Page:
Related DocumentsCite
  6. Tightness-looseness across the 50 united statesHarrington, Jesse R. - Proceedings of the National Academy of Sciences, 2014 - 4 Hypotheses

    Authors contend that many of the differences across the 50 states can be attributed to the degree to which social entities are "tight" (have many strongly enforced rules and little tolerance to deviance) or "loose" (have few strongly enforced rules and greater tolerance for deviance). Significant correlations were found between many state characteristics and tightness-looseness.

    Related DocumentsCite
  7. The relationship of certain group-oriented and individualistically oriented child-rearing dimensions to cultural complexity in a cross-cultural sampleZern, David - Genetic Psychology Monographs, 1983 - 2 Hypotheses

    This article tests the relationship between child-training variables and cultural complexity. Attention is paid to different types of socialization pressure (group-oriented versus individual-oriented; the degree of anxiety created by the pressure). Findings suggest that group-oriented socialization promotes societal complexity, but individual-oriented socialization and pressure-induced anxiety do not.

    Related DocumentsCite
  8. A cross-cultural study of some supernatural beliefsSpiro, Melford E. - Cross-Cultural Approaches, 1967 - 6 Hypotheses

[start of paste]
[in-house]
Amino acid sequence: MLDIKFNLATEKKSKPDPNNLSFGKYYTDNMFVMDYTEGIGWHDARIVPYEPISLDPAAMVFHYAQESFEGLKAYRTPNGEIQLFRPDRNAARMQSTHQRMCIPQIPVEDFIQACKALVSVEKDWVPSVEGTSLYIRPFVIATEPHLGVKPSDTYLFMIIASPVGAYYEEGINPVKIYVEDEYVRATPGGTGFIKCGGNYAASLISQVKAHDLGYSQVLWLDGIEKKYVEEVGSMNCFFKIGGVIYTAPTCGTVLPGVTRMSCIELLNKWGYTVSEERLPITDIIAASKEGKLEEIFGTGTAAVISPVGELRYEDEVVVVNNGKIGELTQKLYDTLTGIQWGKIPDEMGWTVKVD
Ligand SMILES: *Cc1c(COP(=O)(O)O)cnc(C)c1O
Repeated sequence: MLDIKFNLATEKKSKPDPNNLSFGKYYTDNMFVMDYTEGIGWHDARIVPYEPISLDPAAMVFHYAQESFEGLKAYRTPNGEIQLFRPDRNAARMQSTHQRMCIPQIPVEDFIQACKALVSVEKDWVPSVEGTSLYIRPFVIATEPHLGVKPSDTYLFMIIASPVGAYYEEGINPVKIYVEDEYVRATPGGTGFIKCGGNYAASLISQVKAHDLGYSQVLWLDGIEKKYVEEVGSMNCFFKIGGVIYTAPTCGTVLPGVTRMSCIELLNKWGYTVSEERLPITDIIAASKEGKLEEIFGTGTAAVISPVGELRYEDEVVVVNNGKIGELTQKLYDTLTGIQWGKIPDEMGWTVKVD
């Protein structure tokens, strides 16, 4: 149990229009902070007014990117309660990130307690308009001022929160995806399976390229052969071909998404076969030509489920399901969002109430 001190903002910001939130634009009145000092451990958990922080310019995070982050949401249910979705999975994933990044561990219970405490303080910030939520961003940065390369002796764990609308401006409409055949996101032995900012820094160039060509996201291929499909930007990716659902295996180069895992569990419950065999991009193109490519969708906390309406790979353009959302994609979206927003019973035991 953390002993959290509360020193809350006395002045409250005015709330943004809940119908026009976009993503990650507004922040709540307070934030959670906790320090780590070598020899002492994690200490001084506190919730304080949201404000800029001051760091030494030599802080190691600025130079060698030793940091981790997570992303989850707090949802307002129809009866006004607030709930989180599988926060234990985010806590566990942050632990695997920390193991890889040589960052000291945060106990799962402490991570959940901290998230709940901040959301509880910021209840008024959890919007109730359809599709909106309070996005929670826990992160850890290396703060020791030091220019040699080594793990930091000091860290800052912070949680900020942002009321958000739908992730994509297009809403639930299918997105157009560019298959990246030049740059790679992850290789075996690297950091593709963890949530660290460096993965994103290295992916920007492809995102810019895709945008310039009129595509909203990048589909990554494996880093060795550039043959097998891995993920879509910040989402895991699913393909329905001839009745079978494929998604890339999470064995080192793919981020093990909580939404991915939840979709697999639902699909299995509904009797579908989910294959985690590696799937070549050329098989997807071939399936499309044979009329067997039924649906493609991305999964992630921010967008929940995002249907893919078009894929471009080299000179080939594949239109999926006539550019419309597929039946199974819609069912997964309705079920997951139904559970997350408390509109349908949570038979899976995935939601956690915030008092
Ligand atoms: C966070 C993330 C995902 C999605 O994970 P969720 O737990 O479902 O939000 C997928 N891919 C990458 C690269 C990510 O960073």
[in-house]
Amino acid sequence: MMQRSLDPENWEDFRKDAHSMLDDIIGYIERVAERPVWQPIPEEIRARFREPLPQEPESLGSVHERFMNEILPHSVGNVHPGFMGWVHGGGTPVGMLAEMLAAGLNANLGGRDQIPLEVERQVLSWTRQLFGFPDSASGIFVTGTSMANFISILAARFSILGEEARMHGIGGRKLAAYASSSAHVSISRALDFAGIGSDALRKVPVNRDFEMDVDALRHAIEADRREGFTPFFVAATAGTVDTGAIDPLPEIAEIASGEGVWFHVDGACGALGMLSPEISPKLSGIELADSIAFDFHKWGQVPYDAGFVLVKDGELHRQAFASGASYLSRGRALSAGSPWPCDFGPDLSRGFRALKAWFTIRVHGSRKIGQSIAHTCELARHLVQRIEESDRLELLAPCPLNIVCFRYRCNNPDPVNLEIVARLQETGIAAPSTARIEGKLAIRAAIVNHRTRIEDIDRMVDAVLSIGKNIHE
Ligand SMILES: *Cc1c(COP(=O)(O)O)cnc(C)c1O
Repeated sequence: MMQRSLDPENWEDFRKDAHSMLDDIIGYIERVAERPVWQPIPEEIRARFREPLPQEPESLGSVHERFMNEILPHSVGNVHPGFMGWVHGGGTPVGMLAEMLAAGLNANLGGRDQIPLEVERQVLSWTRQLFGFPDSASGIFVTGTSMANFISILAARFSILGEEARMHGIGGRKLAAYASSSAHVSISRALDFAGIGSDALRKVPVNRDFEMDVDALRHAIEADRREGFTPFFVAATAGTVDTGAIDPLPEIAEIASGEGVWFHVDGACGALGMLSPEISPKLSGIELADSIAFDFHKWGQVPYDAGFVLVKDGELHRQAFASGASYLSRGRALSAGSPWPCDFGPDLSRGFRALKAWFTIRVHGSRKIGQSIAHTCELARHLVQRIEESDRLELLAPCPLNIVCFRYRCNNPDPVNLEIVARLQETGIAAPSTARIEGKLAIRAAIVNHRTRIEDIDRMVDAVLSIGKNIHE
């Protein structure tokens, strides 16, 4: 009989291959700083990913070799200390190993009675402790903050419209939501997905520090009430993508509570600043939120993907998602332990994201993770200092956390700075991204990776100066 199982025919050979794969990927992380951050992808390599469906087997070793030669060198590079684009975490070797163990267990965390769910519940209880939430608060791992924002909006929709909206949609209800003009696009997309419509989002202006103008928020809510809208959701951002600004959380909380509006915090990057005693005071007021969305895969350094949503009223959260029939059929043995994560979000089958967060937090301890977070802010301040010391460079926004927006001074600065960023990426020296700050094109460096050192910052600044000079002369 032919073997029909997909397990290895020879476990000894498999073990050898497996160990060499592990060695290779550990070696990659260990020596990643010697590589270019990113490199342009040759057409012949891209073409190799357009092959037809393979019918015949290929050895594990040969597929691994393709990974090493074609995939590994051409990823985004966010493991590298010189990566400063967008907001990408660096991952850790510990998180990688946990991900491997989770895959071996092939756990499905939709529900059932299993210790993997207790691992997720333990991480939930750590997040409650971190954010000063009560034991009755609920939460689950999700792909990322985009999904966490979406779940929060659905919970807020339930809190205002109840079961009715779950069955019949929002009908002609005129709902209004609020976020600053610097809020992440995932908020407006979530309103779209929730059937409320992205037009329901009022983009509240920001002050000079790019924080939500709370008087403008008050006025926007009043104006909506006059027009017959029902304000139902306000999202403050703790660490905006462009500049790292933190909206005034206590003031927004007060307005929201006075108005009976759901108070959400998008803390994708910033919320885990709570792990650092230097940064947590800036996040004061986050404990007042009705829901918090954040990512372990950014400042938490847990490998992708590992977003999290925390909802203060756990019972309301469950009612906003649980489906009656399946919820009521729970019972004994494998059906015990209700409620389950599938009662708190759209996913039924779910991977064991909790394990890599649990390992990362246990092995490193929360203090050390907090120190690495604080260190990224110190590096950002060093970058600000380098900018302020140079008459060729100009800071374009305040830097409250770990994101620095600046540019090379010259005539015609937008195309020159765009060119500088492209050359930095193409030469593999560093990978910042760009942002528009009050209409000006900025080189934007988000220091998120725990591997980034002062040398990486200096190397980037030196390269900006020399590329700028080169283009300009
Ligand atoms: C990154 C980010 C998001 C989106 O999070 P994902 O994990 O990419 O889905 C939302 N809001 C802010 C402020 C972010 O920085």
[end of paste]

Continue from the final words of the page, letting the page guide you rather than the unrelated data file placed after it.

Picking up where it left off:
This article examines the relationship between child training and supernatural beliefs. The authors develop a schema delineating the role of the supernatural in nurturance and punishment; ten hypotheses associating the role of the supernatural with various child training practices are tested. Several are confirmed.

    Related DocumentsCite
  9. Kinship, Cooperation, and the Evolution of Moral SystemsEnke, Benjamin - The Quarterly Journal of Economics, 2019 - 10 Hypotheses

    In this paper, the author argues that moral systems evolved as a way to enforce cooperation between people outside of kin groups. Because cooperation within kin groups has apparent adaptive advantages, it is argued that these moral systems will be less important for societies with tight kin groups and conversely more important for those with looser kin groups. In order to test this theory, the author creates an original model that incorporates both ethnographic data and data from contemporary countries. Thus, it is postulated that historical kinship practices will influence contemporary systems. The paper concludes that there is sufficient historical evidence for this theory.

    Related DocumentsCite
  10. Childhood experience and adult personality--a cross-cultural study using the concept of ego strengthAllen, Martin G. - Journal of Social Psychology, 1967 - 6 Hypotheses

    This article examines the relationship between childhood experience and adult personality. This aspect of the adult personality is defined as ego strength. The emphasis of this study is mental health, maturity and the effectiveness of adult learning. Psychoanalytic theory predicts curvilinear relationships but most relationships are linear.

    Related DocumentsCite